Another in Our Ongoing Series of Letters to Actress and Kinda/Sorta But Not Quite Out Lesbian Jodie Foster:
Dear Ms. Foster,
Me again -- Your favorite dog blogger on the subjects of politics, pop culture, and basketball, with occasional forays into sexuality and cinema. Hope you're doing well. Congrats on the opening of Nim's Island, which my Aunt Katie saw this morning and thoroughly enjoyed. We hope it does better than The Brave One did for you. We are really thinking you should steer clear of the whole gun-toting vigilante thing. It just doesn't suit your fundamentally thoughtful, conscientious nature. We realize the death of Charlton Heston leaves a void in the universe of Hollywood gun-nuts, but we don't think you're the person to fill it.
Which brings us to the point of this letter: Your next project. We think we've found it, and we hope you'll bear with an old dog as she pitches an idea to a mega-star. We don't know if you happened to be tuned into NPR the other day when they aired a story by Ari Shapiro on the dismissal of attorney Leslie Hagen from a contract position as liaison between the Justice Department and the U.S. attorneys' committee on Native American issues, despite receiving the highest possible ratings for her work. The Justice Department's inspector general is now investigating whether Hagen was let go because of rumors that she is a lesbian. The award-winning federal prosecutor from Michigan was told in October 2006 that her contract would not be renewed (though she and her supervisors wanted it to be). Monica Goodling, senior counsel to former Attorney General Alberto Gonzalez who resigned from the Justice Department after acknowledging she had engaged in personnel actions that were inappropriately politicized, was involved in the Hagen case. Hagen's former associates -- one of whom described her as "the best qualified person in the nation" to hold the position she had at Justice -- told NPR that she was dismissed after a rumor reached Goodling that she is a lesbian:
Here's the part that makes this story such an ideal vehicle for you, Ms. Foster: Leslie Hagen, in addition to being an exemplary employee, was also a loyal Republican and a private person who did not discuss her personal life. She was a good girl, Ms. Foster, a team player, and a discreet individual who kept her professional and personal lives completely separate. Indeed, she is so private that an exhaustive, 4-minute Google image search turned up not a single photograph of Hagen! She was let go simply because the morally/politically zealous Goodling thought she caught a whiff of the Sapphic about her. Today, Goodling is out of the Justice Department, and Hagen is back, working another contract job in the Office of Justice Programs. According to NPR, "People who know her say she feels hurt by what she's been through, and that she just wants to focus on her work." The incident hasn't gotten a lot of attention until the NPR story last week. Now, Senators Patrick Leahy and Arlen Specter are looking into the matter.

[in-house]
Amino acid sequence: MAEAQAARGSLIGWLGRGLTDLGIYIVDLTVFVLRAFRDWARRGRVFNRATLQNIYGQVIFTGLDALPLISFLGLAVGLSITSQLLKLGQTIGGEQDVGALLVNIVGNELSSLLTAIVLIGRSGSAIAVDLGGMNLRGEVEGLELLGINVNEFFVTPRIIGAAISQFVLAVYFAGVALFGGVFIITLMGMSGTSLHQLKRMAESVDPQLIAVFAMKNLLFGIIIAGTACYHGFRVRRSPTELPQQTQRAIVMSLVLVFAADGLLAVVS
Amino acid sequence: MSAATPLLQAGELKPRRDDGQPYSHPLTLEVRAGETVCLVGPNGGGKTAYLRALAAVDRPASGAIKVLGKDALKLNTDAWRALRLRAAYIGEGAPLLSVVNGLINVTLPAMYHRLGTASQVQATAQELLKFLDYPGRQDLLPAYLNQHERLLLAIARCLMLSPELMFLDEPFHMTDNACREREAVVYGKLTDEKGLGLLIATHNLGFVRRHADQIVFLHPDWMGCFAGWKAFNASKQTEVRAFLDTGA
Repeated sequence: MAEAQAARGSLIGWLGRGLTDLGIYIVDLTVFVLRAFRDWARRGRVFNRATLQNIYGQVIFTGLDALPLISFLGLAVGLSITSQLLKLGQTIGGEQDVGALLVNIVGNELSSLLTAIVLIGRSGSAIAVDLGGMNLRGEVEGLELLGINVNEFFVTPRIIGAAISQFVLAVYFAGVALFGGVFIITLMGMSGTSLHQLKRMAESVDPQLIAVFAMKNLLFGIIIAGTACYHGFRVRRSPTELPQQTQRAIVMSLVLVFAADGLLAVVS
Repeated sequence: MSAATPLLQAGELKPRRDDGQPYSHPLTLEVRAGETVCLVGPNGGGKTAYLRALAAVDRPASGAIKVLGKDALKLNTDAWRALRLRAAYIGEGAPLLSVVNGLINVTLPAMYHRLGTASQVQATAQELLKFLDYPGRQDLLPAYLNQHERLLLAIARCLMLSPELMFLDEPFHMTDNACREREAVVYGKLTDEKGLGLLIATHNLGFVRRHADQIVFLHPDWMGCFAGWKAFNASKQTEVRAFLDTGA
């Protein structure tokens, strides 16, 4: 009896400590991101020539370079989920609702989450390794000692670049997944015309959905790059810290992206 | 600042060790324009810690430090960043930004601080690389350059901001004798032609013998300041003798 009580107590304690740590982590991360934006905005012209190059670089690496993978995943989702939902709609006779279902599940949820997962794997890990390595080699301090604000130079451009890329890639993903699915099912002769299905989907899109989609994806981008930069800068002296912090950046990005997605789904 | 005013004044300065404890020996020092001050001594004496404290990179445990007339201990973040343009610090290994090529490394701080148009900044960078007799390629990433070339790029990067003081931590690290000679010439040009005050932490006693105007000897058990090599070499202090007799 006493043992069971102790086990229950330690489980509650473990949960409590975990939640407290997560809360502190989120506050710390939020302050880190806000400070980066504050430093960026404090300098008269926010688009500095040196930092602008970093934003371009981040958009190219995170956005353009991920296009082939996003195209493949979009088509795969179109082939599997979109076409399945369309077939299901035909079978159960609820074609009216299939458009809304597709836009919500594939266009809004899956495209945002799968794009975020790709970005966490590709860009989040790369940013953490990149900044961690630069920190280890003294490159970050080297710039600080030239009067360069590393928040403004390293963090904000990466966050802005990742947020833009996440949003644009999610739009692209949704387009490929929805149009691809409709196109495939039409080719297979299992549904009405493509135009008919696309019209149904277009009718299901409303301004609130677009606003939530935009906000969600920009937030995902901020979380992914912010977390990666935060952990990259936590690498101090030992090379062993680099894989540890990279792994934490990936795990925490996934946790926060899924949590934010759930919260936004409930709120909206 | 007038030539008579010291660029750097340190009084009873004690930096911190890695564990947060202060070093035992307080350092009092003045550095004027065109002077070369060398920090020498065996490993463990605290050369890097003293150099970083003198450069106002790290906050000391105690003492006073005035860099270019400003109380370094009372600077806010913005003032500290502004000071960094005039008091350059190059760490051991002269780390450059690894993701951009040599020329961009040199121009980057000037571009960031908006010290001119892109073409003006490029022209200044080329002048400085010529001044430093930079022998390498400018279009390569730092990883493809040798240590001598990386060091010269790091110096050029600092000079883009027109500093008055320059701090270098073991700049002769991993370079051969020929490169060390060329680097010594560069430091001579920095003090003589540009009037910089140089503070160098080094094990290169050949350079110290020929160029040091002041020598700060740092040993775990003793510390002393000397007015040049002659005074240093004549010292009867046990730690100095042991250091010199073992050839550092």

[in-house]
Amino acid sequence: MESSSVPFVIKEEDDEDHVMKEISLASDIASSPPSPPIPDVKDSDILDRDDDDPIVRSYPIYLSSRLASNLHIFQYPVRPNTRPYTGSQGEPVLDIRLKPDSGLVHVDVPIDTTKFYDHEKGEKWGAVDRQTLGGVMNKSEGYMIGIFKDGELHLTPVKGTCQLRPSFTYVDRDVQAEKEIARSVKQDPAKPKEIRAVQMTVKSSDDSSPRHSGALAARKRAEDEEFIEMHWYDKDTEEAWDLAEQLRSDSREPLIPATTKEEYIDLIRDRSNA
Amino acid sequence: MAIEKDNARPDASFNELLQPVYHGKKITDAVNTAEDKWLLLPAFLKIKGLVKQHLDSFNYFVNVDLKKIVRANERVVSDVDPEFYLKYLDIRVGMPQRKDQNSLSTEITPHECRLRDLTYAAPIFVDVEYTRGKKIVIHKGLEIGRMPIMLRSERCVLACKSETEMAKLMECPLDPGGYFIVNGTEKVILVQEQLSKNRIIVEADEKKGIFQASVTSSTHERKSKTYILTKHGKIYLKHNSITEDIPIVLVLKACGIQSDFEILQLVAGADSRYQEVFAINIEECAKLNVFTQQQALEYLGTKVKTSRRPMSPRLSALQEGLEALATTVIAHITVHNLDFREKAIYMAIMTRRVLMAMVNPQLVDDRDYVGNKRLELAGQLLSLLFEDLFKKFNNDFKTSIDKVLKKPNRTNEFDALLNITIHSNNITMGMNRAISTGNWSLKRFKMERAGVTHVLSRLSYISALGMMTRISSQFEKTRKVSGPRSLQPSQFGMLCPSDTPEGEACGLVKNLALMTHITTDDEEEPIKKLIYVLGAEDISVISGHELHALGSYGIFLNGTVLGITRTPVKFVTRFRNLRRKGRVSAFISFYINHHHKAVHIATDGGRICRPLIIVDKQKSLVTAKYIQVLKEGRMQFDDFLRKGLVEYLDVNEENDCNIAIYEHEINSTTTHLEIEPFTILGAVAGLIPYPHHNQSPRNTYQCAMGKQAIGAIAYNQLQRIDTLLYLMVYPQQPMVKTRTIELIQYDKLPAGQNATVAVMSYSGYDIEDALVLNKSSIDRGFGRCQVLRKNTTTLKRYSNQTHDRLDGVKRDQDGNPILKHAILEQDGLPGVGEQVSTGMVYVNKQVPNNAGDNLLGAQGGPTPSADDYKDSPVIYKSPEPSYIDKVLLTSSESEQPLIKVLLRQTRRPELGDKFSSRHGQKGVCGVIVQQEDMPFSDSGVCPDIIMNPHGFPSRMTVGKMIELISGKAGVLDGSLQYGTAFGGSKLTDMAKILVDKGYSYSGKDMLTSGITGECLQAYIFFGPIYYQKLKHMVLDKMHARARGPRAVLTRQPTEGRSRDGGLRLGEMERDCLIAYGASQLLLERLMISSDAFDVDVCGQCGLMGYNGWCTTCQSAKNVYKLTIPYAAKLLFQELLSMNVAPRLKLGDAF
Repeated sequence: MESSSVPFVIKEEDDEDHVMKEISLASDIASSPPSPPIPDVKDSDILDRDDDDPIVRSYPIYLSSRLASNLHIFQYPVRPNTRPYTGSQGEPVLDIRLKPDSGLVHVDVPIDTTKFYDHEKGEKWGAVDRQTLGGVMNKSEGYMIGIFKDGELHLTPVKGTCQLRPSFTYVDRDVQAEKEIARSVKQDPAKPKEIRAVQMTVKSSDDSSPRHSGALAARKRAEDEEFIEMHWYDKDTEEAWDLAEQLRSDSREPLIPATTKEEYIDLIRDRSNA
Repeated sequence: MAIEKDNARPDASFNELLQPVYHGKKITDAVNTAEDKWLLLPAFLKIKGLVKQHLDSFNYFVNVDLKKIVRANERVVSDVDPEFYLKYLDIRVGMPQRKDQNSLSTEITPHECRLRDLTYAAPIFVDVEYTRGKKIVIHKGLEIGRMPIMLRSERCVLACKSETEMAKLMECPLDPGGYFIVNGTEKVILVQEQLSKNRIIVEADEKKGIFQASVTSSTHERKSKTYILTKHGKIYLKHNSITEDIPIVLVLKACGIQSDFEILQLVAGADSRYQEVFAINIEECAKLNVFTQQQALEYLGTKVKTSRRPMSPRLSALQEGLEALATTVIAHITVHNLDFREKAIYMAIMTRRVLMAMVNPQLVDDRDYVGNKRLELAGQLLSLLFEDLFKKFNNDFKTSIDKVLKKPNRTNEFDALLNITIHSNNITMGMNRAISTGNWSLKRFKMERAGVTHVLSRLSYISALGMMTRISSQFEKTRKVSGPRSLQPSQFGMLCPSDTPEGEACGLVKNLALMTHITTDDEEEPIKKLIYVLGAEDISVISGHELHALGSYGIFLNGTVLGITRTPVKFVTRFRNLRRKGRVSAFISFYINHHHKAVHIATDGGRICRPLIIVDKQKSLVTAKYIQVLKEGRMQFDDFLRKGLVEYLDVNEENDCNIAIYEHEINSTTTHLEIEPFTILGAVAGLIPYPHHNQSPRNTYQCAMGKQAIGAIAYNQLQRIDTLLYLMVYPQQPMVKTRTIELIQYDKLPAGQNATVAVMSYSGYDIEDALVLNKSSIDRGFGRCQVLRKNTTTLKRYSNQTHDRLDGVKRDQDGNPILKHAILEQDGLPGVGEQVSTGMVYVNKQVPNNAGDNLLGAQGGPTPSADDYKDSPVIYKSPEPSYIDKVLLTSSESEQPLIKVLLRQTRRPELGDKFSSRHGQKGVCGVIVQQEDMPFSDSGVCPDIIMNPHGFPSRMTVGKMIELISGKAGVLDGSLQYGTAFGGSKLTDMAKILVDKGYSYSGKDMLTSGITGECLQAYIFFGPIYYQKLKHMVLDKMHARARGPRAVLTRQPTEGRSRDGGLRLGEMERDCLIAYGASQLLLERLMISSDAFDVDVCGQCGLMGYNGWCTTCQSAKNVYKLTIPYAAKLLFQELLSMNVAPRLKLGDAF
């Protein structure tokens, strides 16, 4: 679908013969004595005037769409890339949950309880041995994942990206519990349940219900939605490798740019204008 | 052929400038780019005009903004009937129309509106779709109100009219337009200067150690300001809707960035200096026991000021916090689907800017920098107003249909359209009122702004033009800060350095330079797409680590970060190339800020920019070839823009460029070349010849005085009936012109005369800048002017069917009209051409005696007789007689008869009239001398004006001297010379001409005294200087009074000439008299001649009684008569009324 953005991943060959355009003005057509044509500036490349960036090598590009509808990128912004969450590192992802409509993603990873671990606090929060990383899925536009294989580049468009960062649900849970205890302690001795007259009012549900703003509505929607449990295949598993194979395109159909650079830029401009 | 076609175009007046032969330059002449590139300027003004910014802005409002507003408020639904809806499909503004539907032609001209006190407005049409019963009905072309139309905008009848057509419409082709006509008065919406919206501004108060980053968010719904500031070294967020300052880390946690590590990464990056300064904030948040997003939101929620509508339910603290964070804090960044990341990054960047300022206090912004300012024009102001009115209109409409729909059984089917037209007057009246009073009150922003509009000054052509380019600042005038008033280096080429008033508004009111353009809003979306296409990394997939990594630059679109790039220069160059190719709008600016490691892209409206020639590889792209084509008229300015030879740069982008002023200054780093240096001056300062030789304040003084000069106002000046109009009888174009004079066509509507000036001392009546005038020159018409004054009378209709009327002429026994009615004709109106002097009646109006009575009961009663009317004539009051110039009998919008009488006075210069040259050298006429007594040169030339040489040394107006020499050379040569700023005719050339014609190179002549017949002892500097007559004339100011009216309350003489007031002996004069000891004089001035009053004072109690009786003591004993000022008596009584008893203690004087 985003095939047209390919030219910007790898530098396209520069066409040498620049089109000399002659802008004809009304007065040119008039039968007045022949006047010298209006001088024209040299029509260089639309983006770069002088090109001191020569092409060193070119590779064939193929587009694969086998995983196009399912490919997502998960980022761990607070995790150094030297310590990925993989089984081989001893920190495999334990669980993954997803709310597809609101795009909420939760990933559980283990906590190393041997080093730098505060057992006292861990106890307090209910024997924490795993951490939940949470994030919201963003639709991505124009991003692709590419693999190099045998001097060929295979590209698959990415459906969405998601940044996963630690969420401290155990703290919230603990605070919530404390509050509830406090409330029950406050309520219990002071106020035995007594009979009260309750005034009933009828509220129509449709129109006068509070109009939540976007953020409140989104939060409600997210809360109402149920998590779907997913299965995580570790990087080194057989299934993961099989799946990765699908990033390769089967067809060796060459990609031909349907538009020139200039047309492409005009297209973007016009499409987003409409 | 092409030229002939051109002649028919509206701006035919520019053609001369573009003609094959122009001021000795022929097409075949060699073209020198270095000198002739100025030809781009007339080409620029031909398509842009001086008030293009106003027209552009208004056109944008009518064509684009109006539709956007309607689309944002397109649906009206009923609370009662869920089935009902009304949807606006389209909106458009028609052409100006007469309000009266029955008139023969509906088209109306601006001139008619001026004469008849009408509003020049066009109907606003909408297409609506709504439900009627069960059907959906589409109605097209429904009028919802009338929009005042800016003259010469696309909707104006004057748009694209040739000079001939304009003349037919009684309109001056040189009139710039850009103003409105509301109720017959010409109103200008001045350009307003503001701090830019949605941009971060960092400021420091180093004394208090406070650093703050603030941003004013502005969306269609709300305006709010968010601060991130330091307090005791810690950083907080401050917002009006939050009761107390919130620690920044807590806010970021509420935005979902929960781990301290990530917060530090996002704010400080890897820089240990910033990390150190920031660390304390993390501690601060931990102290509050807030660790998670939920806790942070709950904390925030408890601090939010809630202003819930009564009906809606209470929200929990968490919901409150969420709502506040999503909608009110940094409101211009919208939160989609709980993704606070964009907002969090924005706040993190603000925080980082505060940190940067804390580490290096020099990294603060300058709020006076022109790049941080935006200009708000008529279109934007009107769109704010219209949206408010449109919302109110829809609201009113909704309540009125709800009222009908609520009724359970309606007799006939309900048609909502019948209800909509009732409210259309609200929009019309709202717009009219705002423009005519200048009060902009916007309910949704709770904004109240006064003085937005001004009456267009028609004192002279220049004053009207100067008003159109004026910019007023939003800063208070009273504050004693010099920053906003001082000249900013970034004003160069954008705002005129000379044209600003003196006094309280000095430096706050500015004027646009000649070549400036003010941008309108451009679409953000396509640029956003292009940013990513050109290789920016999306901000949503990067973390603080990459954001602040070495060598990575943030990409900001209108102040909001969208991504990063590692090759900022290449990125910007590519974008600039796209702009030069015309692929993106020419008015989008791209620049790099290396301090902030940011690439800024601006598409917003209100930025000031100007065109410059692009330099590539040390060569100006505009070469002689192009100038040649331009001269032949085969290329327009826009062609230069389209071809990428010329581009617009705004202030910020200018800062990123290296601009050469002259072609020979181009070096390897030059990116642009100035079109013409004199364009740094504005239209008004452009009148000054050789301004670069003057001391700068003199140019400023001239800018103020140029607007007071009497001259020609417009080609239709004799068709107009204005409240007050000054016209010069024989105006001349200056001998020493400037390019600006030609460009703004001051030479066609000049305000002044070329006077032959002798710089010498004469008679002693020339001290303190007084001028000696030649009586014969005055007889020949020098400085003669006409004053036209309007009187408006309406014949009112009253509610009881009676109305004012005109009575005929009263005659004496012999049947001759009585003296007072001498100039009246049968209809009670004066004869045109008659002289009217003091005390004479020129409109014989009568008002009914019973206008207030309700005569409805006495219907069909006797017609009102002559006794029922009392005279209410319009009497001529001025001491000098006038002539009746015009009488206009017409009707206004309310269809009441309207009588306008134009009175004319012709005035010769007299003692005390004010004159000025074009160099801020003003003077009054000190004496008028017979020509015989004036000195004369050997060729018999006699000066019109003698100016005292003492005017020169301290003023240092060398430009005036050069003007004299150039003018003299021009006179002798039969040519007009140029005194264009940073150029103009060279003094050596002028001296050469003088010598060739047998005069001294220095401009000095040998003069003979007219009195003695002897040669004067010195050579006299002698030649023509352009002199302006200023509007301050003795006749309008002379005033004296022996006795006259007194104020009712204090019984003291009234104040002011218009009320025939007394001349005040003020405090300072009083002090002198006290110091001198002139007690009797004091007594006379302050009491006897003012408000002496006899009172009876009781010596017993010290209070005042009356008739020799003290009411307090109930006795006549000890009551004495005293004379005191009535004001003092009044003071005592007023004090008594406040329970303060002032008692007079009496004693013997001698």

As one Republican source put it, "To some people, that's even worse than being a Democrat."
Several people interviewed by the inspector general's staff said investigators asked whether people drew a connection between the rumors and Hagen's dismissal. The witnesses, who spoke to NPR on the condition of anonymity, said they felt that the rumors led to the decision not to renew Hagen's contract.
Someone who worked in Hagen's office says that in a 2006 meeting, senior officials were told that Hagen's contract would not be renewed because someone on the attorney general's staff had a problem with Hagen. The problem, it was suggested during the conversation, was sexual orientation — or what was rumored to be Hagen's sexual orientation.
One person at the meeting asked, "Is that really an issue?" But the decision had been made.
Imagine what you could do with this story, Ms. Foster -- the keep-your-head-down, play-by-the-rules career attorney versus the arrogant political hack who bends the rules toward her own self-righteous ends. We would call it In Justice (get it?). We see Gwyneth Paltrow in the role of Monica Goodling (though that's better than Goodling deserves) and relish the thought of the two of you facing off in one of those classic Washington scenes -- the encounter in the restaurant or the parking garage, the dueling news conferences, you staring fearlessly into the lenses of a thousand cameras quietly declaring, "I just wanted to do my job," while a teary Goodling breaks down and says, "I owe Ms. Hagen and the nation an apology." It's a wonderful opportunity for you to play a dyke and meditate on the complex issues of public and private, professional and personal that have been such fascinating aspects of your story, identity, and persona for so many years. It's a way to come out while raising questions about why our stories and our politics are so obsessively invested in uncovering the "truth" about sex and sexuality.
This is the film you were born to make, Ms. Foster -- and Roxie's World is happy to help you make it. We'll write the screenplay, as long as you promise to let us introduce a couple of cute dogs and maybe two or three references to queer theory -- the easy stuff, we promise, nothing you'd need a degree in French lit from Yale to understand. Call us, will you? My people are standing by, waiting to hear from your people.
(Photo Credits: Monica Goodling by Mark Wilson, via NPR; Gwyneth Paltrow via random search of internets on "Gwyneth Paltrow")
(With thanks again to the Shy One, who is getting really good at sniffing out stories for Roxie's World.)